UPDATED: 20 '90s Pop-Punk Albums Better Than Green Day's Dookie

UPDATE (Thursday, 11:15 a.m.): Corrects the pogo-worthy track on NOFX's Punk In Drublic to "Reeko." "Bob" is on 1992's White Trash, 2 Heebs and a Bean. Our bad.

Brace yourselves, kids. Green Day's Dookie turned 20 last month, and that means we've all got a case of the olds. Grab your walkers and follow us down memory lane.

Green Day's first major-label release, Dookie was a monster of an album that launched the band into the center of '90s pop culture and into the lives of kids in every corner of suburbia. More than 16 million copies have been sold to date, and it charted in seven different countries. Thanks to Dookie's success, most middle-school kids in the '90s were singing along about the harrows of meth and masturbation. Their fanbase's devotion to that album -- and to singer Billie Joe Armstrong's pseudo-punk stylings -- helped to solidify Green Day as one of the major players in the mainstreaming of punk rock, certainly great news for Armstrong and his bandmates Mike Dirnt and Tre Cool.

But it wasn't so great to our ears. Sure, Dookie was astoundingly successful, commercially, but its popularity never really made much sense to us. In fact, we don't like Dookie, not even sort of.

What we do like, though, are plenty of good pop-punk albums from that era, so we've listed them below. So happy anniversary, Dookie. Here are 20 pop-punk albums that should have kicked your ass way back when.

20. Life On a Plate, Millencolin
This album was released about a year after Dookie hit the shelves, but was never even close to becoming as commercially successful as its predecessor. However, the Swedish punk band had some pretty decent success in their homeland -- where it was certified gold -- and Epitaph re-released it in the United States a year later. Life On a Plate is is full of creative, super-catchy pop-ska, and we think it deserves a little skatepunk street cred.

19. Do Or Die, Dropkick Murphys
Do Or Die was the first album released by Celtic punk rockers Dropkick Murphys, and is still a raspy bit of awesomeness. There's nothing like bagpipes to give an album a little legitimacy, and luckily Do Or Die has plenty. Also, remember "Finnegan's Wake?" In just that one song, Dropkick should have kicked Green Day's album down a few notches to where it belonged.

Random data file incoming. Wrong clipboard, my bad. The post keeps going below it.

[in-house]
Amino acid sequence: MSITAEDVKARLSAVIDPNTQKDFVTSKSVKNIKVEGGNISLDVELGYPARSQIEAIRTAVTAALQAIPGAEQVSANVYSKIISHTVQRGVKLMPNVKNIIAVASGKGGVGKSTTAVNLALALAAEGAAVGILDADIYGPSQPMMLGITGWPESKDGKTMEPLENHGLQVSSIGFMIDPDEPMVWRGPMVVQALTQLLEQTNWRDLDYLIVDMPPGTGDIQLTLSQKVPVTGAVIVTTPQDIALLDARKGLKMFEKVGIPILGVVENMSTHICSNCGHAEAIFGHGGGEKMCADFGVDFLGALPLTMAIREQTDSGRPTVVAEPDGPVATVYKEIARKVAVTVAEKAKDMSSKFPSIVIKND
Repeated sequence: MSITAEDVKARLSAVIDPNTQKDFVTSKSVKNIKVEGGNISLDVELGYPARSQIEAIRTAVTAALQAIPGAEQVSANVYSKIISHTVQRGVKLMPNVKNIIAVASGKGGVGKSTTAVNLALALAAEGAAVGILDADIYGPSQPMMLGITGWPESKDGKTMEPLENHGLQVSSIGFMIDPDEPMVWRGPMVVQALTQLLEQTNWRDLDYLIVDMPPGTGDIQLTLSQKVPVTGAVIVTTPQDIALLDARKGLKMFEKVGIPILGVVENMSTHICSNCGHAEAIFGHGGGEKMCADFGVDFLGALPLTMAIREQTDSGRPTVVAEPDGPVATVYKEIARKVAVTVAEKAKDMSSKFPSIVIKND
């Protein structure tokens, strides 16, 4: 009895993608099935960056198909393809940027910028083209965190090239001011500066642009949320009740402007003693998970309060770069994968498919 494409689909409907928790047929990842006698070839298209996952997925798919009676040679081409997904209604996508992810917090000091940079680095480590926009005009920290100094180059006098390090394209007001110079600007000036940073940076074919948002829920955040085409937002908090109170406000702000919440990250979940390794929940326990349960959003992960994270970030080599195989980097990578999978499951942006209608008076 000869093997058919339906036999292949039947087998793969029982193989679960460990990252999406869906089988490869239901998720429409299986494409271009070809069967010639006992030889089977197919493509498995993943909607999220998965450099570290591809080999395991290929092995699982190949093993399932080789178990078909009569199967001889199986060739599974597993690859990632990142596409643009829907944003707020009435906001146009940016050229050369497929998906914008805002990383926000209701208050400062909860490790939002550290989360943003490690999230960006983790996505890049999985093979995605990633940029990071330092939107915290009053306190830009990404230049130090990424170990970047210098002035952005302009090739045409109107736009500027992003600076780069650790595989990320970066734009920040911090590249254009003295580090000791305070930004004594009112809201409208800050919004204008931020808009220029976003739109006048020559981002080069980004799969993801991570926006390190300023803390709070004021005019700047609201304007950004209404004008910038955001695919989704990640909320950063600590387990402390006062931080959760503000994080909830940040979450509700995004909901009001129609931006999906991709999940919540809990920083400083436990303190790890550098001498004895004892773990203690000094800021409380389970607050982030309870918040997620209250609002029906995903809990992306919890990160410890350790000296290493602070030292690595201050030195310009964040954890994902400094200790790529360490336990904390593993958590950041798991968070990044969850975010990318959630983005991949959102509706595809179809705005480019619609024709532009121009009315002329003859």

18. Battle Hymns, The Suicide Machines
If you don't know The Suicide Machines, you've missed out, my friend. The Detroit natives were a bit pop, a bit punk, and a bit ska on their debut album, but went in a bit more of a hardcore direction on this followup. It's fast as hell, aggressive to its core and, best of all, it's straight up better than Dookie.

17. My Brain Hurts, Screeching Weasel
The third studio album from Screeching Weasel, My Brain Hurts is the first in which the band took a more pop-punk direction. They shed a bit of the aggro stuff, toned it down, and the album went totally nuts. This album's popularity is a bit unusual considering how widely accepted it was by punk fanatics and outsiders alike, but perhaps that's because it's badass.

List continues on the next page.



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None of these albums are better than Dookie. 


Seeing as this is a "pop-punk" list, that hardcore album by that Swedish hardcore band should be replaced with the Dwarves' "Are Young and Good Looking" and then the rest of the list should be deleted entirely.


This is just a list of other pop punk albums of the 90's...

Heard most of them, some are good (goldfinger, rancid, screeching weasel), but none are groundbreaking. None are better than Dookie, either. 

Chances are the author of this post appreciates Dookie more than she lets on...3/4 of this list have close ties to Green Day.


MadMac topcommenter

Thanks, on the tip-side, Ms. Leicht. There are so many of these I planned on adding to my iTunes list but so many more I forgot about. Yeah, old folks. This is too good to keep, I know what I'll be tweeting/facebooking when I'm off Uncle Sugar's dime. 


You said "we don't like Dookie, not even sort of." Who is this we? The other writers at the press?

I didn't see much of an argument as as to why you (plural) don't like. It's a bit narrow minded to dismiss an entire album because it doesn't fit your definition of punk. A lot of things don't agree with what other people want to label it.

Also, Bob wasn't on Punk in Drublic. It was on White Trash, Two Heebs and a Bean. Poser.


@LoriMeyers I (or "we," I suppose) actually called them all punk-pop, not punk. And you're right. Wrong album on "Bob." We'll agree to disagree on the other stuff. ;)

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